Michael Franzese, the former powerful mafia boss turned motivational speaker and author, warned on CNBC that stocks are a bubble, Wall Street is crooked and advised people to own physical gold and silver bars.
Asked for his “top investment tips,” Franzese told CNBC:
“I did a lot of things at times with people on Wall Street and I don’t trust them … that is the bottom line … a lot of [Wall Street] guys are shady and they did shady things with me and I don’t trust them. And I don’t like other people that I don’t know really well taking care of my money. I think that I can do it better.”
Regarding stocks he said “he thinks there is a bubble there and when it bursts it is not going to be good.”
He said he would not invest in gold ETFs, rather he owns physical bars:
“No matter what, it’s [gold bullion bars] always going to have a value and there will always be something there.”
“Unlike stocks, where in our country, you go to sleep, everyone tells you everything is wonderful, you wake up and everything is gone. We have experienced that. Fortunately, I wasn’t invested at the time.”
The interviewer asks “it sounds like you are bracing for Armageddon?”
Franzese says “Well I don’t think so … that’s been my experience and I have done that successfully and like I said I always have something to hold onto.”
Regarding diversification, he agrees with diversification but says you need to have knowledge and understand what you are investing in and not allow others to pick investments for you.
The Colombo crime family’s former boss – Michael Franzese – says even he doesn’t trust Wall Street.
Franzese – played by Joseph Bono in the 1990 Martin Scorsese movie “Goodfellas” – spent 10 years in prison after he was convicted on federal racketeering charges.
When he was 35, Franzese ranked number 8 on Fortune Magazine’s list of the 50 most wealthy and powerful mafia bosses. 44 of those on the list are now dead, and three are doing life in prison without parole. He reportedly raked in up to $8 million a week. Franzese is the only surviving high-ranking member of a major crime family to publicly walk away and refuse protective custody.
He also said that what made him turn over a new leaf was the love of a good woman who is now his wife of 29 years.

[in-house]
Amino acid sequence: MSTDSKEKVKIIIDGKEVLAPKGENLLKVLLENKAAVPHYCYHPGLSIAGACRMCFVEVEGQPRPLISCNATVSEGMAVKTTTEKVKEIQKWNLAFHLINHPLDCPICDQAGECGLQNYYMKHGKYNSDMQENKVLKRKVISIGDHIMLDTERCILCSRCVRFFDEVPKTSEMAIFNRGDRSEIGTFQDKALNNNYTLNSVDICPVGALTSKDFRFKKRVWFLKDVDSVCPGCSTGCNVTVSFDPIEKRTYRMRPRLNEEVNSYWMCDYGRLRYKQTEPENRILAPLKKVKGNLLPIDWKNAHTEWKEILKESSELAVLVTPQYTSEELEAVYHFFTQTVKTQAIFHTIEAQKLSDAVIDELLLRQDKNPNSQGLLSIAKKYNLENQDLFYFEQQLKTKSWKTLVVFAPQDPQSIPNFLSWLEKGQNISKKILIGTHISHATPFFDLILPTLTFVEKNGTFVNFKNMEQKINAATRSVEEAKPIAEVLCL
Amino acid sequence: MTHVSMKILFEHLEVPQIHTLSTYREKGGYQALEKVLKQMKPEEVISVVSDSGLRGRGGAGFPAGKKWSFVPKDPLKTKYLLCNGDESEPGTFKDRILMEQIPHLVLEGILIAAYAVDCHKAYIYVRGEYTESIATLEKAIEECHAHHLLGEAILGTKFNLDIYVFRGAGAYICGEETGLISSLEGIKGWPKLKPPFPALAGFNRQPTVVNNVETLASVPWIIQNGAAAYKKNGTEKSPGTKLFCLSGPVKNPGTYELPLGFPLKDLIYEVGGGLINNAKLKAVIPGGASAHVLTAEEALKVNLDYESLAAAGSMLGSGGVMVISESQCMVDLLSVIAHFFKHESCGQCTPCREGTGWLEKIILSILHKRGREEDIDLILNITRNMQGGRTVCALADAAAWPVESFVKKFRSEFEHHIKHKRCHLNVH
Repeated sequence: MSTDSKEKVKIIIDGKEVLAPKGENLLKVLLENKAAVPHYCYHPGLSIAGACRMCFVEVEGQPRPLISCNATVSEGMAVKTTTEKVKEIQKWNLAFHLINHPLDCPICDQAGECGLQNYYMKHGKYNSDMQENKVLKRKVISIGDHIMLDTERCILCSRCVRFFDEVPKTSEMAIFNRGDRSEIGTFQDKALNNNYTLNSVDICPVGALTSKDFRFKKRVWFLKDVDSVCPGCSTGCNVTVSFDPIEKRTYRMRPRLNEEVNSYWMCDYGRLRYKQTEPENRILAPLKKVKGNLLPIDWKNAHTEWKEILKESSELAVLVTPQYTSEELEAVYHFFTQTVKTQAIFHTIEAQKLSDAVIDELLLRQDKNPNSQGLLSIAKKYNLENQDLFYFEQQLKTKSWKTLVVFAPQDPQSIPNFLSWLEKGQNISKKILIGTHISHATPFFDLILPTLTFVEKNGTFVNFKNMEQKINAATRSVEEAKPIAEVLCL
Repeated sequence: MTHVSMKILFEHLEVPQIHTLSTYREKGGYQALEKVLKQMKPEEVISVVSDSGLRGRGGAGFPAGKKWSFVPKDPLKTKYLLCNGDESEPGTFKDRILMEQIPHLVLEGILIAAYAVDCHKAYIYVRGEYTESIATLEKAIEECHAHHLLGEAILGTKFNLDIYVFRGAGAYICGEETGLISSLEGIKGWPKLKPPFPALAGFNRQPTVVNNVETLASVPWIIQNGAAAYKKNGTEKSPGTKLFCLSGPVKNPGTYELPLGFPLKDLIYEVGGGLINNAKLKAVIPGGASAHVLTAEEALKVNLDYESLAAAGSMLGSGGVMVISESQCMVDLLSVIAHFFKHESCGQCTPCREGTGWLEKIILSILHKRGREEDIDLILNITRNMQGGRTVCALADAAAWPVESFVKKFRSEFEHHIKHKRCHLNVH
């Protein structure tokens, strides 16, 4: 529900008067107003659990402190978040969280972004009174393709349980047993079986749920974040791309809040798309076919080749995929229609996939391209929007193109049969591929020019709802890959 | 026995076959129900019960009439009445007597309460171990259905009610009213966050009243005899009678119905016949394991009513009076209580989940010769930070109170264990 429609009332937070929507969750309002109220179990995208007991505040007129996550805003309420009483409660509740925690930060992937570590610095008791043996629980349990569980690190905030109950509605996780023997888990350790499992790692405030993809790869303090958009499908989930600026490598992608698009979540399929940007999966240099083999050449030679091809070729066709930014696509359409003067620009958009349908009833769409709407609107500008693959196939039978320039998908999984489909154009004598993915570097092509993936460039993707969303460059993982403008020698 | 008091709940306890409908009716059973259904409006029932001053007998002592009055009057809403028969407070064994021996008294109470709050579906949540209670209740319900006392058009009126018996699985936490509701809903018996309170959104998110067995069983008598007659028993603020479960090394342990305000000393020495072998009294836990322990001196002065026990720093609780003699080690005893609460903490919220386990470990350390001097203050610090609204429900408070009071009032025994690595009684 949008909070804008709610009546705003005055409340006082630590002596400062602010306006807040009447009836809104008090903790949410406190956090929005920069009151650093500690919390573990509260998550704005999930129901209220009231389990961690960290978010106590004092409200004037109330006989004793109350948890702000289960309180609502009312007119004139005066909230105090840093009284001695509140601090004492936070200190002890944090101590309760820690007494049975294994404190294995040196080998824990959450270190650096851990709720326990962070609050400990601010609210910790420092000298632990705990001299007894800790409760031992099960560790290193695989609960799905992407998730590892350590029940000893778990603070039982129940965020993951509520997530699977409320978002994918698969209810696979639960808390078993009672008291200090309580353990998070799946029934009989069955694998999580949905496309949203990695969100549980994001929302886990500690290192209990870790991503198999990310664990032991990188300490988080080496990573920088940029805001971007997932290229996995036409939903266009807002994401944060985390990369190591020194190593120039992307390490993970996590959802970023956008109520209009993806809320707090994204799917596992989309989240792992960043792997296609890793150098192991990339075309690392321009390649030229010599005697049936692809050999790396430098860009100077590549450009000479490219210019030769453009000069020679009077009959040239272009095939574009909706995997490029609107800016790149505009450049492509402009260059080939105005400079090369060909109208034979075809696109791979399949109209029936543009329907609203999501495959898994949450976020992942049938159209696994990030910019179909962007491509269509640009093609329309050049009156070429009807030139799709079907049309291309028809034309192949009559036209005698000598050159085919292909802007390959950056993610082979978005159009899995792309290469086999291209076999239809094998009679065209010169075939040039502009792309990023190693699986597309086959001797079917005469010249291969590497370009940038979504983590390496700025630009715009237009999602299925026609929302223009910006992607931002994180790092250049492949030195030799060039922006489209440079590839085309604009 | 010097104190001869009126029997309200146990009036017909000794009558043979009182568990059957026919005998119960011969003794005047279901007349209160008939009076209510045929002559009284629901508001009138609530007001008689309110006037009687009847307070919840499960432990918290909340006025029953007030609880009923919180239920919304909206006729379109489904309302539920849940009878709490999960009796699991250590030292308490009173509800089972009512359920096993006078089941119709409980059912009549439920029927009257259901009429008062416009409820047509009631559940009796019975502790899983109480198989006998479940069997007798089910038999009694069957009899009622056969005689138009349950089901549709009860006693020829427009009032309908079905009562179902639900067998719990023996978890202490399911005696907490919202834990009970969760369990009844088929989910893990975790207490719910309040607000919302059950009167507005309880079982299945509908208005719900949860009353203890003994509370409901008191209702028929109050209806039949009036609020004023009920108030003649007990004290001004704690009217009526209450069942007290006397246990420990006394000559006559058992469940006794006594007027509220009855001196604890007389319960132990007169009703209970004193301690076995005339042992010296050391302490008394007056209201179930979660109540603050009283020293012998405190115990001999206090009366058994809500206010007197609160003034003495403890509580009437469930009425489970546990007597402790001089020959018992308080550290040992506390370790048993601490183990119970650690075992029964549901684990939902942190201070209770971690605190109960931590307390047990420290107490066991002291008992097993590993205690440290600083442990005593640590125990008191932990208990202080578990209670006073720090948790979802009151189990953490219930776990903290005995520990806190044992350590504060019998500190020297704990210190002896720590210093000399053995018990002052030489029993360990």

Bullion banks have been found to be charging “storage fees” to store gold bullion … without having the bullion in storage. They also offer unallocated gold accounts where there is not the ounce-for-ounce backing of clients’ purchases – meaning that the same gold is pledged to numerous people.
Owning physical gold coins and bars, rather than paper gold or gold owned via a digital platform, remains the safest way to own gold.
TODAY'S MARKET UPDATE
Today’s AM fix was USD 1,280.50, EUR 965.03 and GBP 772.32 per ounce.
Yesterday’s AM fix was USD 1,294.50, EUR 973.75 and GBP 777.76 per ounce.
Gold and silver were mixed yesterday – gold fell $4.80 to $1,291.10 and silver rose 1 cent to $19.50 per ounce.
Gold traded marginally higher in trade in London after gold in Singapore fell to as low as $1,278/oz. Gold has fallen below its 50, 100 and 200-day moving averages. Support is at the June lows at $1,242/oz which it may test in the coming days.
Silver for immediate delivery fell another 1.2% to $19.33 an ounce. Support for silver is at $18.70/oz.
Spot platinum fell 0.15% to $1,424 an ounce, while palladium bucked the trend and was 0.6% higher at $876 an ounce.
Gold futures trading volumes have fallen again and are a very large 74% below the average for the past 100 days in London according to Bloomberg data. Traders with hedge funds and banks remain on vacation and therefore the move lower may be a typical low volume head fake.
As we warned yesterday, gold is at risk of further weakness this week and next before gold’s seasonal sweet spot begins in September with the Indian wedding and festival season coming up.
Geopolitical risk remains high but has yet to impact prices. Economic war with Russia appears to be deepening.
Russia intensified scrutiny of McDonald's restaurants today. The state food safety watchdog began unscheduled checks in several Russian regions, a day after four branches in Moscow were shut down by the same agency. The food safety agency cited breaches of sanitary rules by restaurants in the fast food chain. The agency denied that its actions were politically motivated.
The action came after Moscow and the West imposed tit-for-tat sanctions over the conflict in Ukraine. An economic eye for an economic eye will leave us all economically blind and impoverished.
Inform yourself of the 7 Key Gold Storage Must Haves here.